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1 hour ago, Not4Me said:

In a nutshell that’s been the problem with this reboot for the last 2 seasons. It’s like the writers never watched the original series (seasons 1-6, the best years) when the subtly and nuances in the writing and directing really made a difference in how wonderfully the ensemble cast could portray a scene. I used to think the Roseanne reboot’s bad writing last year was due to Roseanne Barr’s influence, but I can’t make that same argument anymore on The Connors. 

I agree the dialogue between Peter and Jackie stinks because of the bad writing, but Matthew Broderick sounds like he’s phoning it in that it’s distractingly bad.

The original Roseanne, the best years anyway, was a very unique time and place, with new characters, with some of the best sitcom writers around, and a first-rate cast who were fresh to television (in major roles anyway). 

The reboot has characters we've known for 30 years, played by actors who, in some cases, we've seen in one project or another for 30 years, and characters we know inside and out.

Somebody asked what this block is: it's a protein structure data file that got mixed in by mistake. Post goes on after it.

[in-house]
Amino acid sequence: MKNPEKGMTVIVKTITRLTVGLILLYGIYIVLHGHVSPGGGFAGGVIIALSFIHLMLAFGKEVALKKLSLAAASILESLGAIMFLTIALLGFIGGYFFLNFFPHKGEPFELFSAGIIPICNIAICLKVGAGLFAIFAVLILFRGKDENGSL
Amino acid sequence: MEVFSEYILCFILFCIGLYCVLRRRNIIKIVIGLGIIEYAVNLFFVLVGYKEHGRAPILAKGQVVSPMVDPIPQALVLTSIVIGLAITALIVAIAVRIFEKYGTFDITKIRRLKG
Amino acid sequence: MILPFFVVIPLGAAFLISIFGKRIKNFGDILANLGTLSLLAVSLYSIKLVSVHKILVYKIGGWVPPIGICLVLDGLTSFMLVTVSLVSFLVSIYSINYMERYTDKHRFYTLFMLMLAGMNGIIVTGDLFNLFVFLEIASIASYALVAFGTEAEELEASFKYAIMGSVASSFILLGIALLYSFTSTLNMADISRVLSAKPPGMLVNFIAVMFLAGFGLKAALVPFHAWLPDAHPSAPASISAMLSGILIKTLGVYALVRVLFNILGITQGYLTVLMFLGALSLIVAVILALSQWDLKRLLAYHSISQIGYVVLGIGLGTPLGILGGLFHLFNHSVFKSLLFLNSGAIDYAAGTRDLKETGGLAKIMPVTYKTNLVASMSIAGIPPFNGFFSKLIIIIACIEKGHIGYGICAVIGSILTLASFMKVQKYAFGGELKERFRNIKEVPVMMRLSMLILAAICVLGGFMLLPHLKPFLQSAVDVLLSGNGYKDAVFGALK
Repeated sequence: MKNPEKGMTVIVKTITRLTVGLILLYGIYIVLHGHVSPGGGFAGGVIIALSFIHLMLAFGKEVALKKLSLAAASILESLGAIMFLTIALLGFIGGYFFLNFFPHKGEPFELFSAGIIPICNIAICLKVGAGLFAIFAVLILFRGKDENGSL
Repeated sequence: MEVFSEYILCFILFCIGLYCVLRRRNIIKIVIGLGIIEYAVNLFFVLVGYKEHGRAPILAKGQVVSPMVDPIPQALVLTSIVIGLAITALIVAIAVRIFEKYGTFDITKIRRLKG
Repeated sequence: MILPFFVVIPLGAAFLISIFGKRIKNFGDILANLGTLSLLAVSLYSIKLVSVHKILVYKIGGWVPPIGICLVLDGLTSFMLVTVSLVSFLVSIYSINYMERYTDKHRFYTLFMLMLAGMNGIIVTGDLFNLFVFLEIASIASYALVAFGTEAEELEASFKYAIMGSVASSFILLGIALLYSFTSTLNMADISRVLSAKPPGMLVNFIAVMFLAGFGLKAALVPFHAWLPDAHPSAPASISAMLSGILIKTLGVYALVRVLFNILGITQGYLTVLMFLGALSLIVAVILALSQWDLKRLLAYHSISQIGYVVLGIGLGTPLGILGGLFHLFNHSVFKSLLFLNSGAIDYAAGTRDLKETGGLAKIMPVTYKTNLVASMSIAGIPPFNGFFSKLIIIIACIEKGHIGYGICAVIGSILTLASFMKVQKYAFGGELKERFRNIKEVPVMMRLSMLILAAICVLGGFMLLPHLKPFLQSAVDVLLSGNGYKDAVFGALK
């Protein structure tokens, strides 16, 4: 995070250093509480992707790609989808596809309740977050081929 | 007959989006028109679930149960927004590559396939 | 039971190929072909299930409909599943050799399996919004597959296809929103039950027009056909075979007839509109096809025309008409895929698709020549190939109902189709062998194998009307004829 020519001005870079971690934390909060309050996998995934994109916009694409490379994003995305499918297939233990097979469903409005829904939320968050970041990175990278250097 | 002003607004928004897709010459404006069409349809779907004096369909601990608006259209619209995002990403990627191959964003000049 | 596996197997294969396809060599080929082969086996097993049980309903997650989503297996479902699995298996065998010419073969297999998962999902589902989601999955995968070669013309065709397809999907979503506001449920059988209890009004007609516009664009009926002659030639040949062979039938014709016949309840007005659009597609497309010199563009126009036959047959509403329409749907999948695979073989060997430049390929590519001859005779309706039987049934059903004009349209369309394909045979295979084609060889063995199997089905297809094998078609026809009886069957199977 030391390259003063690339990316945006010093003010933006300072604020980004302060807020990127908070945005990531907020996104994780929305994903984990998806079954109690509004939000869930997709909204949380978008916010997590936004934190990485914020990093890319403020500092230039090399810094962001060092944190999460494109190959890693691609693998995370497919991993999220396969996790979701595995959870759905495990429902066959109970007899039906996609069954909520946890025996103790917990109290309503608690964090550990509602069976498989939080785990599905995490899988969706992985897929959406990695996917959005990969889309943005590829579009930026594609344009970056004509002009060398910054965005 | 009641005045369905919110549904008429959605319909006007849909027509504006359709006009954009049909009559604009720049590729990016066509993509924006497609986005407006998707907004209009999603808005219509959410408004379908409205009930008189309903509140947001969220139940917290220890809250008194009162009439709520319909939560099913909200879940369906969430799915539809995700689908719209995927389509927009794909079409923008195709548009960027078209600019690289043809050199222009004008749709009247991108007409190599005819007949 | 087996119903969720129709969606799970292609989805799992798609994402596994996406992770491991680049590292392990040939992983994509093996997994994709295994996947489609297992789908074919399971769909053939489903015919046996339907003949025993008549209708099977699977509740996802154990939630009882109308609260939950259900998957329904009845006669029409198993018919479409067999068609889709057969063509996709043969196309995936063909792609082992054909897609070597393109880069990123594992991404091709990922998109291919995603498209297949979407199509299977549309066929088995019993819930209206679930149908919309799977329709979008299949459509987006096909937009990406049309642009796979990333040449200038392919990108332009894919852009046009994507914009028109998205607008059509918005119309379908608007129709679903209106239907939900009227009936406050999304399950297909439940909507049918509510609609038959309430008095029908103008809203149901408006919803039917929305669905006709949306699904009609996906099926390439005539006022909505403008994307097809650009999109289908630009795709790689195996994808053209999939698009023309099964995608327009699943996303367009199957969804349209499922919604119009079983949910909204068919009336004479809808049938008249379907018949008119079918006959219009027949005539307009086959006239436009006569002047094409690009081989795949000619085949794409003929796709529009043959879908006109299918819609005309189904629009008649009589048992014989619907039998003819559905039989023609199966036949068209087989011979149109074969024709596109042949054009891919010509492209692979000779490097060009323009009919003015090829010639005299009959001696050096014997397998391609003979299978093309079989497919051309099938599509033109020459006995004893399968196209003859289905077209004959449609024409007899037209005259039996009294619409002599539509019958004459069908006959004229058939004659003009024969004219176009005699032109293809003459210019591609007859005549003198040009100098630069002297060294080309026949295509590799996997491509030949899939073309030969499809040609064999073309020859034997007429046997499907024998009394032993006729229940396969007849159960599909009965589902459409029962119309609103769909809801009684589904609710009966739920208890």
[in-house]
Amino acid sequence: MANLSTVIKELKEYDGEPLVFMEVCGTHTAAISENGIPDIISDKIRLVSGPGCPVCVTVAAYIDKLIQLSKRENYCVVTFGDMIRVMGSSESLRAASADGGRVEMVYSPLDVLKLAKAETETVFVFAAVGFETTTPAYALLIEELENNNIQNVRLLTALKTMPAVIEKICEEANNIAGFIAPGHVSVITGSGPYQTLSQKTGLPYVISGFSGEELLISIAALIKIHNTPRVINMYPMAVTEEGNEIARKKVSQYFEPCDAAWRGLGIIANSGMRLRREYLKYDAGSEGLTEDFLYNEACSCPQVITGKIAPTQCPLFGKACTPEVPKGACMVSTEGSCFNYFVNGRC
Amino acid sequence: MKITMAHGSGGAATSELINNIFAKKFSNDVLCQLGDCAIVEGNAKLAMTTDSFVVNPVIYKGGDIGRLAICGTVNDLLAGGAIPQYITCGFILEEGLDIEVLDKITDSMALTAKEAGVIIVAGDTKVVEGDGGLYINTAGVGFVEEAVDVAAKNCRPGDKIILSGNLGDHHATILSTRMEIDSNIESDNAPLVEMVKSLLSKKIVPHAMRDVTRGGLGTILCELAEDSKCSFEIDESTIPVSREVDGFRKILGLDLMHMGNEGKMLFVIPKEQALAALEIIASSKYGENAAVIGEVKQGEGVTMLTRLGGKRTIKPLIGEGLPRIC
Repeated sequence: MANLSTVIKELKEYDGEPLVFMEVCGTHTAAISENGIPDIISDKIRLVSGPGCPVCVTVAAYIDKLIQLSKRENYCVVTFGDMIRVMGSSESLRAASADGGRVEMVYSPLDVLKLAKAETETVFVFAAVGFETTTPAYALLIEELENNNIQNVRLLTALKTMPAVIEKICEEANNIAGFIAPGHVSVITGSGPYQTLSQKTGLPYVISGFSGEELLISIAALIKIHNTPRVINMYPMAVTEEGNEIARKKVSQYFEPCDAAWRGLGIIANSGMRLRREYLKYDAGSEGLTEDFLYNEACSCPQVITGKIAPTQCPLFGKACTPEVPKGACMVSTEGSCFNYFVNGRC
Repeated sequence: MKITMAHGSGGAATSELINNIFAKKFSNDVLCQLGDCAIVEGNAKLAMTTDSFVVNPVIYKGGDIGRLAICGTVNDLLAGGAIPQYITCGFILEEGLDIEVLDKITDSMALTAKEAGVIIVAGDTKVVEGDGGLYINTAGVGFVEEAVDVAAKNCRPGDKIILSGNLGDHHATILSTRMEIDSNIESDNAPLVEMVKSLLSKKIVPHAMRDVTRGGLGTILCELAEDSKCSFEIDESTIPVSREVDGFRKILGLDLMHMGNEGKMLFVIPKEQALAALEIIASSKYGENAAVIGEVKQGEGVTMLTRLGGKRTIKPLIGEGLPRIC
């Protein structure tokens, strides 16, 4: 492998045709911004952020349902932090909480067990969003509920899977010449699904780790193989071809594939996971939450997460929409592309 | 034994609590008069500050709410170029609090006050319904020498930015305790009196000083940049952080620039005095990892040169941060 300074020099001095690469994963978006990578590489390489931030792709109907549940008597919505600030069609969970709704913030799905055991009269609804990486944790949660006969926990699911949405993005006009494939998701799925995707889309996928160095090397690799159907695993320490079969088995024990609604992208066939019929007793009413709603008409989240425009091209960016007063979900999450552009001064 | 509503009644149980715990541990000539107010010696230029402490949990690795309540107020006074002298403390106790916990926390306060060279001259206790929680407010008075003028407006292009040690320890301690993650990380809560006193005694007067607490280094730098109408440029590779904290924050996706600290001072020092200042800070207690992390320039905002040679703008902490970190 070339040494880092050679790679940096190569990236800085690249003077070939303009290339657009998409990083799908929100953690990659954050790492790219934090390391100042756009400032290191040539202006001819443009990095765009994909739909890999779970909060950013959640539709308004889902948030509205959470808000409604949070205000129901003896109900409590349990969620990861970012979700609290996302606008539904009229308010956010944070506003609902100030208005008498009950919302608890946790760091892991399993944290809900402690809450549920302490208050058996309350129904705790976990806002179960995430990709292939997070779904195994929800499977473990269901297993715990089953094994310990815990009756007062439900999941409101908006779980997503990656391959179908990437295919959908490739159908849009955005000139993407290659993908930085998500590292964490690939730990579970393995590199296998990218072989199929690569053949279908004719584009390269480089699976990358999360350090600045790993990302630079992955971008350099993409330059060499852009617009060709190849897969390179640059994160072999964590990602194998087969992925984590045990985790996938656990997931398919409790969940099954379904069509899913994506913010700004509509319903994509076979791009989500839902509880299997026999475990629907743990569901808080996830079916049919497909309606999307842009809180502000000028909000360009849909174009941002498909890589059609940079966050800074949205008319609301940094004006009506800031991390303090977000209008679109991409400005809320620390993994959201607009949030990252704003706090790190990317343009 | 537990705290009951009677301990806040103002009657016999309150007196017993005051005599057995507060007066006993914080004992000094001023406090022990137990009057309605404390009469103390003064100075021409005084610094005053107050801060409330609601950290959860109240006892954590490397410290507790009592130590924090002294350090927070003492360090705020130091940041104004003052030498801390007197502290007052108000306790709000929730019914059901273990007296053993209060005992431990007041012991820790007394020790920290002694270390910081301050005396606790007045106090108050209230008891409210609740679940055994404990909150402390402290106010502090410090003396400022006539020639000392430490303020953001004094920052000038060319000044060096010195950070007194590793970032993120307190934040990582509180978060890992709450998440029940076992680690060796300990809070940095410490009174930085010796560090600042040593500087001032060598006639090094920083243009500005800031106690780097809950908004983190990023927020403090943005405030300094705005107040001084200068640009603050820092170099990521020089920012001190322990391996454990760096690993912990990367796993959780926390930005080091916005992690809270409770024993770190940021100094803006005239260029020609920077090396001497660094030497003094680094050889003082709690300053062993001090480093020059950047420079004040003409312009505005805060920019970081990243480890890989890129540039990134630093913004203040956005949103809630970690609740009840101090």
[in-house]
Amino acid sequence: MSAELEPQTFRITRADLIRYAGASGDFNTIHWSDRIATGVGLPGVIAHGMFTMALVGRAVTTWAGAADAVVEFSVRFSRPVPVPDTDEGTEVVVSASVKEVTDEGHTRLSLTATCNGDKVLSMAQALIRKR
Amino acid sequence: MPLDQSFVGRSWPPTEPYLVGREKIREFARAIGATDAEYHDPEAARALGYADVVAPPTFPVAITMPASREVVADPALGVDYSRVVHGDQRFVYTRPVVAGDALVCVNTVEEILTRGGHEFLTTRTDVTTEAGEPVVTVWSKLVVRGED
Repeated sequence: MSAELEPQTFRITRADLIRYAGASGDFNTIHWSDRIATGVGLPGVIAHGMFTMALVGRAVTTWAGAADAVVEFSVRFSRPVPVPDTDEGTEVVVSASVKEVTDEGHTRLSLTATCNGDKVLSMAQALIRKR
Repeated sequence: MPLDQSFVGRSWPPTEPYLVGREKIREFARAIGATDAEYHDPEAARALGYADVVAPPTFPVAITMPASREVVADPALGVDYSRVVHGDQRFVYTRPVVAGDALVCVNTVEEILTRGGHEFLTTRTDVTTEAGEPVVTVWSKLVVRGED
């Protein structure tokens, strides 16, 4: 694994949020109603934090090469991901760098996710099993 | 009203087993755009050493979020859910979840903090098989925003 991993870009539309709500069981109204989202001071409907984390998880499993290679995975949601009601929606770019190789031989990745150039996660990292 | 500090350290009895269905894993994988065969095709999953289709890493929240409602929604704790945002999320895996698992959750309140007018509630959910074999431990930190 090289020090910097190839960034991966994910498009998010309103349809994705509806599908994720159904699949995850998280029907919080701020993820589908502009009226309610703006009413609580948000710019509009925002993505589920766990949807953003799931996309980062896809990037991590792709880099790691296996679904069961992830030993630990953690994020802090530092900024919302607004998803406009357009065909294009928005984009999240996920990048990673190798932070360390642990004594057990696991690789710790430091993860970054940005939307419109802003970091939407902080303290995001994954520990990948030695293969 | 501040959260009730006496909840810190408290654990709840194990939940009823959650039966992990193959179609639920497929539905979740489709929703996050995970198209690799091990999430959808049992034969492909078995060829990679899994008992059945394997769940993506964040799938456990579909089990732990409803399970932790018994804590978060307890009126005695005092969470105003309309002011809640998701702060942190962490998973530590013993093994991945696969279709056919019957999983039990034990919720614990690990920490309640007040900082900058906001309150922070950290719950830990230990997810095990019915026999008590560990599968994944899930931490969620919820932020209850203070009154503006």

I do think the writing is more glib than the best of the original, and I think that the kids are much more Hollywood than the original (although I think it's gotten better with Mark and Harris as the season went along), but there are glimmers, which is probably about the best I can expect - it's more than I got out of the last 3-4 years of the original. The episode earlier this season where Dan was grieving for Roseanne and had the singalong at the table with the guys felt so much like the old show (not just in trying to be, but also in genuine spirit), it tells me they still have the ability to tap into that world if they try. Ideally, they can do that more often while being their own show. 

It may not happen, but I think the potential is more than there.

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2 hours ago, UYI said:

That could be the answer to that in and of itself: stage actors play to the back of the theater, speaking as loudly as possible and probably venturing frequently into the overdramatic. That's harder to get away with on TV. 

I also think he is playing the character as asked. He is purposefully wooden and dramatic.